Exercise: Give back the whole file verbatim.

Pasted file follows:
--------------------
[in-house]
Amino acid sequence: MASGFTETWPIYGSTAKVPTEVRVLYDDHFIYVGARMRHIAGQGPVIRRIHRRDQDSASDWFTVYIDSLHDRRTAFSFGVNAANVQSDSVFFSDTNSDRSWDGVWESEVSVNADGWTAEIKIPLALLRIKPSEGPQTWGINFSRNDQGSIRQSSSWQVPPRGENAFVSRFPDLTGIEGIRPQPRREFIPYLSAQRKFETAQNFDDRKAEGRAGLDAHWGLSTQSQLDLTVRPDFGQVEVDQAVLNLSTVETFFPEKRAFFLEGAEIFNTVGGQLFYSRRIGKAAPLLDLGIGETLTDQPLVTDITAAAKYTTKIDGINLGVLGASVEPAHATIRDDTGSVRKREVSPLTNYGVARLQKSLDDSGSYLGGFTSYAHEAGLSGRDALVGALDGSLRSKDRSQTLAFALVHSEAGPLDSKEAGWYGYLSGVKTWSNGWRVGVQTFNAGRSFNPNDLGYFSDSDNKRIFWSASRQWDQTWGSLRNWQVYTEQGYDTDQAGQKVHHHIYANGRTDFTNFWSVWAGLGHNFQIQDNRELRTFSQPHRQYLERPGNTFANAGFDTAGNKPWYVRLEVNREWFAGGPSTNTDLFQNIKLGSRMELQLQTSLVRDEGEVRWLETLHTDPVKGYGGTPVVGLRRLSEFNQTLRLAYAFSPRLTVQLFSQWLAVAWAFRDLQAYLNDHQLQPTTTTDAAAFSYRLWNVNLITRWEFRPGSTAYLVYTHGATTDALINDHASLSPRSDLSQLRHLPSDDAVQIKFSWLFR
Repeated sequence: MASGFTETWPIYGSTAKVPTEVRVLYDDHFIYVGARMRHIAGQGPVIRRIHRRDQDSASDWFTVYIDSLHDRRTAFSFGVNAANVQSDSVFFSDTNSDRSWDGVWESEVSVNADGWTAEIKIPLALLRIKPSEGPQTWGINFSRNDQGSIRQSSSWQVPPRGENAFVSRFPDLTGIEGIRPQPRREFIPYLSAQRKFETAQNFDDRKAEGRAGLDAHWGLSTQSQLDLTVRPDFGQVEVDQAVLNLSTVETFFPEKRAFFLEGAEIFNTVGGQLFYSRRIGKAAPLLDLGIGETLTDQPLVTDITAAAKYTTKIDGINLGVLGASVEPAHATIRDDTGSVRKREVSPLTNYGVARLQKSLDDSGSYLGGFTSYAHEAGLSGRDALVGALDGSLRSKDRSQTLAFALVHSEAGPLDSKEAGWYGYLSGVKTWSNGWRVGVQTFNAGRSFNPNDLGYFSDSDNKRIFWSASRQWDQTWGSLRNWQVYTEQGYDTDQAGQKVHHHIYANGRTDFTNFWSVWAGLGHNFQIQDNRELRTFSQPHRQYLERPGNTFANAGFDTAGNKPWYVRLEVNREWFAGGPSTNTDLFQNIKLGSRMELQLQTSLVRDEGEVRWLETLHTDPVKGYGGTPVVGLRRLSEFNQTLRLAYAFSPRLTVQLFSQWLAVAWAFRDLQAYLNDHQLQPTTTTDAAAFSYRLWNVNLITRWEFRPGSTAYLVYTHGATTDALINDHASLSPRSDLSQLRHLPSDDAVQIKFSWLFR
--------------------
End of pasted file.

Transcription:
[in-house]
Amino acid sequence: MASGFTETWPIYGSTAKVPTEVRVLYDDHFIYVGARMRHIAGQGPVIRRIHRRDQDSASDWFTVYIDSLHDRRTAFSFGVNAANVQSDSVFFSDTNSDRSWDGVWESEVSVNADGWTAEIKIPLALLRIKPSEGPQTWGINFSRNDQGSIRQSSSWQVPPRGENAFVSRFPDLTGIEGIRPQPRREFIPYLSAQRKFETAQNFDDRKAEGRAGLDAHWGLSTQSQLDLTVRPDFGQVEVDQAVLNLSTVETFFPEKRAFFLEGAEIFNTVGGQLFYSRRIGKAAPLLDLGIGETLTDQPLVTDITAAAKYTTKIDGINLGVLGASVEPAHATIRDDTGSVRKREVSPLTNYGVARLQKSLDDSGSYLGGFTSYAHEAGLSGRDALVGALDGSLRSKDRSQTLAFALVHSEAGPLDSKEAGWYGYLSGVKTWSNGWRVGVQTFNAGRSFNPNDLGYFSDSDNKRIFWSASRQWDQTWGSLRNWQVYTEQGYDTDQAGQKVHHHIYANGRTDFTNFWSVWAGLGHNFQIQDNRELRTFSQPHRQYLERPGNTFANAGFDTAGNKPWYVRLEVNREWFAGGPSTNTDLFQNIKLGSRMELQLQTSLVRDEGEVRWLETLHTDPVKGYGGTPVVGLRRLSEFNQTLRLAYAFSPRLTVQLFSQWLAVAWAFRDLQAYLNDHQLQPTTTTDAAAFSYRLWNVNLITRWEFRPGSTAYLVYTHGATTDALINDHASLSPRSDLSQLRHLPSDDAVQIKFSWLFR
Repeated sequence: MASGFTETWPIYGSTAKVPTEVRVLYDDHFIYVGARMRHIAGQGPVIRRIHRRDQDSASDWFTVYIDSLHDRRTAFSFGVNAANVQSDSVFFSDTNSDRSWDGVWESEVSVNADGWTAEIKIPLALLRIKPSEGPQTWGINFSRNDQGSIRQSSSWQVPPRGENAFVSRFPDLTGIEGIRPQPRREFIPYLSAQRKFETAQNFDDRKAEGRAGLDAHWGLSTQSQLDLTVRPDFGQVEVDQAVLNLSTVETFFPEKRAFFLEGAEIFNTVGGQLFYSRRIGKAAPLLDLGIGETLTDQPLVTDITAAAKYTTKIDGINLGVLGASVEPAHATIRDDTGSVRKREVSPLTNYGVARLQKSLDDSGSYLGGFTSYAHEAGLSGRDALVGALDGSLRSKDRSQTLAFALVHSEAGPLDSKEAGWYGYLSGVKTWSNGWRVGVQTFNAGRSFNPNDLGYFSDSDNKRIFWSASRQWDQTWGSLRNWQVYTEQGYDTDQAGQKVHHHIYANGRTDFTNFWSVWAGLGHNFQIQDNRELRTFSQPHRQYLERPGNTFANAGFDTAGNKPWYVRLEVNREWFAGGPSTNTDLFQNIKLGSRMELQLQTSLVRDEGEVRWLETLHTDPVKGYGGTPVVGLRRLSEFNQTLRLAYAFSPRLTVQLFSQWLAVAWAFRDLQAYLNDHQLQPTTTTDAAAFSYRLWNVNLITRWEFRPGSTAYLVYTHGATTDALINDHASLSPRSDLSQLRHLPSDDAVQIKFSWLFR